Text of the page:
by Johann Wolfgang von Goethe
THERE stands on yonder high mountain
A castle built of yore,
Where once lurked horse and horseman
In rear of gate and of door.
Now door and gate are in ashes,
And all around is so still;
And over the fallen ruins
I clamber just as I will.
Below once lay a cellar,
With costly wines well stor'd;
No more the glad maid with her pitcher
Descends there to draw from the hoard.
No longer the goblet she places
Before the guests at the feast;
The flask at the meal so hallow'd
No longer she fills for the priest.
No more for the eager squire
The draught in the passage is pour'd;
No more for the flying present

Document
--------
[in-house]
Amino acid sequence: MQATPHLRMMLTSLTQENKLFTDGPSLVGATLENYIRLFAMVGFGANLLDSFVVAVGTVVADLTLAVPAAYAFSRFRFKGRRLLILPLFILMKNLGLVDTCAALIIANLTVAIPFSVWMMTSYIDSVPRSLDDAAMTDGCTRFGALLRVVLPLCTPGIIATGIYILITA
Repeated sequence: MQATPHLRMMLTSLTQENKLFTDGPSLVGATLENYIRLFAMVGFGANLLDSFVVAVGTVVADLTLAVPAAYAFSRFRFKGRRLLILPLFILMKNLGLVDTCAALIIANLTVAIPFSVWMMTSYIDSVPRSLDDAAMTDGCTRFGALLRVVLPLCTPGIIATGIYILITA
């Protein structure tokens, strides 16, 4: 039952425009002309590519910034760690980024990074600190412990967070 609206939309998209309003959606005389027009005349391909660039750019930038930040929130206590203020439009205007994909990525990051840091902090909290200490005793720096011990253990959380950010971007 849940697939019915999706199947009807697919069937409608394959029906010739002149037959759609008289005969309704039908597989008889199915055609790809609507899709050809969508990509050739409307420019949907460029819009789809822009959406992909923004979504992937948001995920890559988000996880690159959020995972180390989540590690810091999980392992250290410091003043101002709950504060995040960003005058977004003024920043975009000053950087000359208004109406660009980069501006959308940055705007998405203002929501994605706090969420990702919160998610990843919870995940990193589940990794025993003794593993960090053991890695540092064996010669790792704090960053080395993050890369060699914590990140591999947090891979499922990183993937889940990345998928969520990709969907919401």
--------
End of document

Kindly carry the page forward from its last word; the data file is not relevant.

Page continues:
Receives she the flying reward.
For all the roof and the rafters,
They all long since have been burn'd,
And stairs and passage and chapel
To rubbish and ruins are turn'd.
Yet when with lute and with flagon,
When day was smiling and bright,
I've watch'd my mistress climbing
To gain this perilous height,
Then rapture joyous and radiant
The silence so desolate brake,
And all, as in days long vanish'd,
Once more to enjoyment awoke;
As if for guests of high station
The largest rooms were prepared;
As if from those times so precious
A couple thither had fared;
As if there stood in his chapel
The priest in his sacred dress,
And ask'd: "Would ye twain be united?"
And we, with a smile, answer'd, "Yes!"
And songs that breath'd a deep feeling,
That touched the heart's innermost chord,
The music-fraught mouth of sweet echo,
Instead of the many, outpour'd.
And when at eve all was hidden
In silence unbroken and deep,
The glowing sun then look'd upwards,
And gazed on the summit so steep.
And squire and maiden then glitter'd
As bright and gay as a lord,
She seized the time for her present,
And he to give her reward.
Last updated May 02, 2015